Don’t let your asthma stop you from being healthy and active. Incorporating fitness into your asthma management can play an important role in your asthma control. 

Including regular exercise and physical activity into your routine can benefit your asthma symptoms by increasing lung capacity and reducing inflammation. Be smart with a safe approach that won’t exacerbate your symptoms. The connection between exercise and asthma is notable – about 70 to 90 percent of people with asthma experience exercise-induced asthma, according to the Institute for Quality and Efficiency in Health Care. 

Talk to your physician about starting any new physical activity or fitness routine. Download this tool from the American Lung Association to help with that conversation.

As with all TalkingAsthma content, this information is for educational purposes only and not medical advice.

Exercise and Asthma: Could It Lead to an Attack?

Exercise can lead to an asthma attack. Commonly referred to as exercise-induced asthma, coughing and wheezing are common symptoms people with asthma may experience while exercising. If you have these symptoms, it is important to see your health care provider to discuss the possibility of having exercise induced asthma, and how to reduce symptoms occurring with exercise.

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Can My Child Play Sports with Asthma?

If your child gets diagnosed with asthma, it means they need to use an inhaler to prevent symptoms like wheezing, chest tightness, and chest pain. Many children with asthma find their condition gets more severe when they’re active. When your child has a desire to participate in sports, an asthma diagnosis means you need to ensure they’re safe when playing. The wonderful news is, the vast majority of children with asthma can play sports with the right measures in place.

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How Can You Modify Functional Training for Asthma?

Functional training is a popular and effective way to improve your strength, mobility, and performance in everyday activities. However, if you have asthma, you may wonder how to adapt this type of training to your condition and avoid triggering symptoms. In this article, we will share some tips on how to modify functional training for asthma, so you can enjoy the benefits of this exercise modality without compromising your health.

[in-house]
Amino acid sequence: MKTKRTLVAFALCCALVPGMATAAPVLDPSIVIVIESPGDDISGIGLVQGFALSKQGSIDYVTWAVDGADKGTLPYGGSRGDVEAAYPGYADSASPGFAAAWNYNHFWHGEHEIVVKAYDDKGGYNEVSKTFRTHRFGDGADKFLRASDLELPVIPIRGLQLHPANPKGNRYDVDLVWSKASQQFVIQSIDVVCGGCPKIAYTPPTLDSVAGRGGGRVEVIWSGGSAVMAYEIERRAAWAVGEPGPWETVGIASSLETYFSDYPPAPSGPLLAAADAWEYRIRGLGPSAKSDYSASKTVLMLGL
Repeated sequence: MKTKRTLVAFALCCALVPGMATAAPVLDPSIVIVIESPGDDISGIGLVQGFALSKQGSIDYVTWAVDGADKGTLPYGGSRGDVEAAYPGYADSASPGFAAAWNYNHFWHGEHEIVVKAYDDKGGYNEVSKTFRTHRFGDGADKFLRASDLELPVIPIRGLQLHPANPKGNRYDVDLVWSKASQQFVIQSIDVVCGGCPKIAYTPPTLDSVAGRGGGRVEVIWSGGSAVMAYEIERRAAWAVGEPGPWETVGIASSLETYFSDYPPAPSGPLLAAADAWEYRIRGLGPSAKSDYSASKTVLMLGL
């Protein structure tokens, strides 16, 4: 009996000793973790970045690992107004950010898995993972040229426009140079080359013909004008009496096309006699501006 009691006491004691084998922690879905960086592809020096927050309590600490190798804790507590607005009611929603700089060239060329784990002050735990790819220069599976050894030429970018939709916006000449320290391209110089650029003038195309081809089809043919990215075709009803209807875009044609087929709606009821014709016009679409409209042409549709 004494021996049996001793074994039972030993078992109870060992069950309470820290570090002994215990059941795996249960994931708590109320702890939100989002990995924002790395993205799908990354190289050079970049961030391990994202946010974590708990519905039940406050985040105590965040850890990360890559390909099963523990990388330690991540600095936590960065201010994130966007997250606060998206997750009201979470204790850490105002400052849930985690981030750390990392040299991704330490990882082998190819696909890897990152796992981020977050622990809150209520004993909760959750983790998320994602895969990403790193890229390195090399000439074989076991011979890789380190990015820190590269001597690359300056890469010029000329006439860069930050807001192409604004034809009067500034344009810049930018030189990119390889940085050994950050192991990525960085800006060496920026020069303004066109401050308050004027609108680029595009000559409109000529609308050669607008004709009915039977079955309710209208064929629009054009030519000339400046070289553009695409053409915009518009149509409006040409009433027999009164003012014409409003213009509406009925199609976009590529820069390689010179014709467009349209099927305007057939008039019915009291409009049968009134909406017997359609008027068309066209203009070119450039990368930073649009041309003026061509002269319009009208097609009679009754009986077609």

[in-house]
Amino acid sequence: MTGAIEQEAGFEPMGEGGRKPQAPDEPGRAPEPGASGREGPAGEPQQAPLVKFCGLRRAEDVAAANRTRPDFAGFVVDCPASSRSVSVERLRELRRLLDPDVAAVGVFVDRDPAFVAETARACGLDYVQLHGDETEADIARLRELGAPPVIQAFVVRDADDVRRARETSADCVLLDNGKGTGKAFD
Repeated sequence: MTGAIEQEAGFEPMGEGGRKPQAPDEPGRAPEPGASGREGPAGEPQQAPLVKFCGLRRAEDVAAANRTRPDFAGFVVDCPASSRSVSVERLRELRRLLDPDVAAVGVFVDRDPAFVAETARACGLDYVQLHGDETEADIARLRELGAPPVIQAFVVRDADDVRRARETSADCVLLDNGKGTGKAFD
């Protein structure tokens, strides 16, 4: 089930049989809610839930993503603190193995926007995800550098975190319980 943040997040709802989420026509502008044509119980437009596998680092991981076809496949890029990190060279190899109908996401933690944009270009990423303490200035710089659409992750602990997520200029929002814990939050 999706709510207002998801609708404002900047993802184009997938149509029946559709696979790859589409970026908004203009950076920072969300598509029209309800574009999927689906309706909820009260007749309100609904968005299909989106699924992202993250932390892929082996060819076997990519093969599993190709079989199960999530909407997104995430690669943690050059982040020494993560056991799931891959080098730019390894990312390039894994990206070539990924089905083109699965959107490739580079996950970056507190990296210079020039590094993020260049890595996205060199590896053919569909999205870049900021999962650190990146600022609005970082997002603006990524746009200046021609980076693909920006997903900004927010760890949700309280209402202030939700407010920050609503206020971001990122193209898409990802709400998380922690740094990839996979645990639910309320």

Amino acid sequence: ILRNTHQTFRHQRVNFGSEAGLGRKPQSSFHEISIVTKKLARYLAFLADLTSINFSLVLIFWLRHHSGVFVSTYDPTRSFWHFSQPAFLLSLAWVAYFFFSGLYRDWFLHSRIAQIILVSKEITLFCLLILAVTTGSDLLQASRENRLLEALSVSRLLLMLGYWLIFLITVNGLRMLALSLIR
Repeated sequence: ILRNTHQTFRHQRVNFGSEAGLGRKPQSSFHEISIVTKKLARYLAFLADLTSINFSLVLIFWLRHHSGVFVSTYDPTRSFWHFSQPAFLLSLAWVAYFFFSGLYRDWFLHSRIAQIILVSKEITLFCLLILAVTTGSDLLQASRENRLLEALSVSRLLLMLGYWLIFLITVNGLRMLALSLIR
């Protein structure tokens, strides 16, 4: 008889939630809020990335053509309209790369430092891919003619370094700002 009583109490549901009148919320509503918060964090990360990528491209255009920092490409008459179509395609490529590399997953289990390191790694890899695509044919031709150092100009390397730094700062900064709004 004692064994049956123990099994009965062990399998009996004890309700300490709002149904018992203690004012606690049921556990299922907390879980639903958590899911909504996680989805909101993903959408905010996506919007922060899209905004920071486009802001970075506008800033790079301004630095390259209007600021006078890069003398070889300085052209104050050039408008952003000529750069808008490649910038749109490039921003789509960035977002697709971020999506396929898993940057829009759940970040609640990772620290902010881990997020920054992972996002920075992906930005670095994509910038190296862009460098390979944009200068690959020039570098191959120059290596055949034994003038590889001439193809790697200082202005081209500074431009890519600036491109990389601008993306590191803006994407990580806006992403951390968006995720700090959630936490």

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Exercising and asthma at school

Sometimes exercise triggers asthma symptoms. This is called exercise-induced asthma (EIA). The symptoms of EIA are coughing, wheezing, a feeling of tightness in your chest, or shortness of breath. Most times, these symptoms start soon after you stop exercising. Some people may have symptoms after they start exercising.

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Exercising with Asthma

Asthma is one of the most common respiratory disorders. It affects about 22 million Americans. Asthma is a chronic inflammatory disorder of the airways. It causes episodes of difficulty breathing, wheezing, shortness of breath, chest tightness, and coughing. These episodes vary in severity and duration. Most occur at night and early morning.

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Exercise for asthma: How it helps + 5 workouts to include

For anyone who’s been diagnosed with asthma, exercising might seem risky. The condition, according to sports and exercise medicine consultant Dr Rebecca Robinson, is a chronic ‘inflammatory condition that affects the lungs’ airways and can make you feel like your chest is tightening or you’re short of breath’.

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